1) using q-tips (maybe the biggest offender) and various pad and cloth materials the result has been that there are plenty of fibers getting stuck on components and in residue on the board.  If anyone has any better cleaning device beyond a toothbrush and better drying tools/techniques beyond compressed air, please say. 

2) after trying IPA and eventually getting the boards sort of but not really clean and dry (but full of stuck fibers) I noticed that the boards seem dull - kind of like the IPA had eaten some of the board finish.  So I experimented with diluting the IPA with some (pure?) water (90 IPA / 10 water, 80/20, 70/30, 60/40) and found that the board dulling problem seemed to improve with the water mix but it's hard to say where the best % is, or if this is even a good solution. 

It seems like some version of MG Chemicals might make sense:

https://www.amazon.com/MG-Chemicals-Remover-Boards-Aerosol/dp/B005T8L4V2/ref=sr_1_2?dchild=1&keywords=mg+chemicals+flux+remover&qid=1605216055&sr=8-2

https://www.amazon.com/Remover-Boards-Improved-Formulation-Liquid/dp/B07XDCRLR6/ref=sr_1_4?dchild=1&keywords=mg+chemicals+flux+remover&qid=1605216949&sr=8-4

I haven't used the aerosol version but it would seem to be difficult to manage in terms of overspray vs. the liquid - but that's just a guess.

Long story short, what are the best chemicals, dispensing method, and cleaning and drying tools to best clean flux off boards without dulling boards, harming circuits, or harming users with non-safe substances.

If we have to pick 2 of 3 nicely clean and safe (for parts and people) are more important than price.

Thx
 
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Offline thm_w

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Re: Myth busting solder-flux cleaning with isopropanol alcohol
« Reply #93 on: November 12, 2020, 10:19:17 pm »
Distilled water is fine, but you'll have to dry off the board after washing if its a significant percentage. Use compressed air (filtered) to get the bulk of it off then place in a drying oven (~60-80C).
If you don't want loose fibers you use an ESD safe brush.

70% isopropyl 30% water is available for cleaning: https://www.mgchemicals.com/products/electronic-cleaning-products/isopropyl-alcohol/70-isopropyl-alcohol/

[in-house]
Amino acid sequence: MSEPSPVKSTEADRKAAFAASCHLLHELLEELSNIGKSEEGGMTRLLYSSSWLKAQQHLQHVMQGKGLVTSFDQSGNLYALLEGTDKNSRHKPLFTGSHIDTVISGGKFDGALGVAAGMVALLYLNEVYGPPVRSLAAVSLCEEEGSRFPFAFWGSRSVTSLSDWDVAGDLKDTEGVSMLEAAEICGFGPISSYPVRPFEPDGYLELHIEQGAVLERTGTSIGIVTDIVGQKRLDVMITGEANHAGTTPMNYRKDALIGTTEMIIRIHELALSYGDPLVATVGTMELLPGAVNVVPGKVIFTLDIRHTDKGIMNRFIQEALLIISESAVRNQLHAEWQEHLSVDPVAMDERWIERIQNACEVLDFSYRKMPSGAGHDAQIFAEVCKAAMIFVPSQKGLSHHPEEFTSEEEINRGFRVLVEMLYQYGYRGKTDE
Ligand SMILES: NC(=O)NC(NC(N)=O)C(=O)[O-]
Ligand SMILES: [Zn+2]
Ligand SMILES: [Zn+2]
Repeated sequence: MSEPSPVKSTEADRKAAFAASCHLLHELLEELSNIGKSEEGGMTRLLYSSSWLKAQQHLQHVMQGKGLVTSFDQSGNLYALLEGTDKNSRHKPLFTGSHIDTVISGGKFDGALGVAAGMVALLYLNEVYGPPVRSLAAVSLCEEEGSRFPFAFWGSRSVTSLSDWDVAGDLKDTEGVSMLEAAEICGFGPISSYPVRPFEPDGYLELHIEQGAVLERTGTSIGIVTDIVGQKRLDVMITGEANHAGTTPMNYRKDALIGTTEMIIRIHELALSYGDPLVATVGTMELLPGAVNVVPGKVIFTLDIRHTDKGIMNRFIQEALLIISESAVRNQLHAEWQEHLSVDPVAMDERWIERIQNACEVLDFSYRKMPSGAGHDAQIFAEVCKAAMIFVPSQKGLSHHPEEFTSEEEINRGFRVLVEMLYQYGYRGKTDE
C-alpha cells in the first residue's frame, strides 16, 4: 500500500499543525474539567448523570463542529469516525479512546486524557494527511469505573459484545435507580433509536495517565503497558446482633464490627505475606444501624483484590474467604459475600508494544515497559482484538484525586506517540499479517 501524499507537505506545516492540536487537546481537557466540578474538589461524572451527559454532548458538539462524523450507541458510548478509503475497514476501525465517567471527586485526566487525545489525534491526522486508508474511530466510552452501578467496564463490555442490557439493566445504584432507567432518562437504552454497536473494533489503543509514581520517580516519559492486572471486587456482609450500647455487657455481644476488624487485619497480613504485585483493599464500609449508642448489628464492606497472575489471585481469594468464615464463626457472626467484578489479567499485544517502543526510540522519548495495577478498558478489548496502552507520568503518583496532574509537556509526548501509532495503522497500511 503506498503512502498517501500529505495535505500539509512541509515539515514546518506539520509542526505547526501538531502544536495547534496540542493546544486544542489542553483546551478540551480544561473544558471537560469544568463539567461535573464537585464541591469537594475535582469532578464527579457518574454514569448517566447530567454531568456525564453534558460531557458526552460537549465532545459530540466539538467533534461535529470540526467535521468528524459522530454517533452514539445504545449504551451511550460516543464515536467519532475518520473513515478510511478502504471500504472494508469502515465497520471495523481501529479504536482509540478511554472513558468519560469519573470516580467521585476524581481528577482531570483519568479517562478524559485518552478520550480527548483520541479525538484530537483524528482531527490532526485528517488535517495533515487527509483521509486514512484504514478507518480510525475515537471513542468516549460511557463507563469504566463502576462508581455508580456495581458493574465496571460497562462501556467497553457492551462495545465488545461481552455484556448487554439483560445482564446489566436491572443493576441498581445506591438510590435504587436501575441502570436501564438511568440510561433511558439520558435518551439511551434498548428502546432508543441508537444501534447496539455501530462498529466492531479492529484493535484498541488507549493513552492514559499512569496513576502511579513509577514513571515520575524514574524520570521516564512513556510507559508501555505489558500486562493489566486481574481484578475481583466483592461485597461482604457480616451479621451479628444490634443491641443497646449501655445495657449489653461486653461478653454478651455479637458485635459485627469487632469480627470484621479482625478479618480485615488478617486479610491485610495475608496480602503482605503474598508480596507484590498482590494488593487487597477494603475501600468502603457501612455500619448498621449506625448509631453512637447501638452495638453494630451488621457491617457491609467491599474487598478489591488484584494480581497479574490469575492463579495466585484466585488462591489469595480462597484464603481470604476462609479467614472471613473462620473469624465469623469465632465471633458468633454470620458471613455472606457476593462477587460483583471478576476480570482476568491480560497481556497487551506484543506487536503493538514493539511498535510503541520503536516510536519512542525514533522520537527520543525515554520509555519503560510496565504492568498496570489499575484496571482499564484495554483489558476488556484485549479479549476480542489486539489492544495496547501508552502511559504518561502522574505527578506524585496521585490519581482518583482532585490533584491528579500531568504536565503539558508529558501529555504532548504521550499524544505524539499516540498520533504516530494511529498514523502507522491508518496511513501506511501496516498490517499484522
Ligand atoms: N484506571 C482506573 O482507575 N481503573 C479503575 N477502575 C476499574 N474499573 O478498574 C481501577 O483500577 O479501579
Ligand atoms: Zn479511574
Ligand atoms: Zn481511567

But I don't know if cheap off the shelf 70% is clean enough for your use.

« Last Edit: November 12, 2020, 10:21:04 pm by thm_w »
 
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Offline grantb5

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Re: Myth busting solder-flux cleaning with isopropanol alcohol
« Reply #94 on: November 12, 2020, 10:37:45 pm »
Same issue here exactly. It seems you really need to go to town with a brush and IPA to get the residue off and there is that dullness or even a white residue left behind. I find it necessary to trim those brushes as they aren't stiff enough to do much good in the original state. Toothbrushes actually seem harsher (poor teeth and gums). In my case I'm using Kester 245 and only (attempt) to clean boards that people complain about the appearance. It's a limited improvement.

Here are Kester's words, but I have not followed this up...

The 245 flux residues are non-corrosive, non-conductive and do not require removal in most applications. IPA will not clean the residues off the surface of the circuit board after the soldering process. A saponifier or cleaning agent specifically designed to clean a no-clean flux is required to clean the residues.

So for my solder, I need to locate a saponifier that will do the job, whatever that is.
 
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Offline helius

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Re: Myth busting solder-flux cleaning with isopropanol alcohol
« Reply #95 on: November 12, 2020, 11:58:15 pm »
1) using q-tips (maybe the biggest offender) and various pad and cloth materials the result has been that there are plenty of fibers getting stuck on components and in residue on the board.  If anyone has any better cleaning device beyond a toothbrush and better drying tools/techniques beyond compressed air, please say. 

I noticed that the boards seem dull - kind of like the IPA had eaten some of the board finish.

IPA does not "eat" any part of the circuit board. What is happening is that you are redepositing the salt content from the flux and it appears dull grayish white. These salts increase the activity of the flux, but they are conductive and corrosive when exposed to metal. This is an indicator that your cleaning is inadequate, and you are simply pushing around contaminants instead of flushing them away.

Nanofrog's reply (and hundreds of posts all over this board, frankly) notes the correct way to remove flux; also see IanB's reply. Q-tips can only absorb a small volume of material, so they must be changed very frequently. If you have a large amount of flux or a large area to clean, you should either use towels (Kimwipes) to absorb the contaminants, or flush them off with spray into a waste receptacle. Brushes do not absorb contaminants at all, so simply brushing never removes anything. The brushing is for loosening the grip of the soil to the board, and that loose soil must be flushed away before it dries again.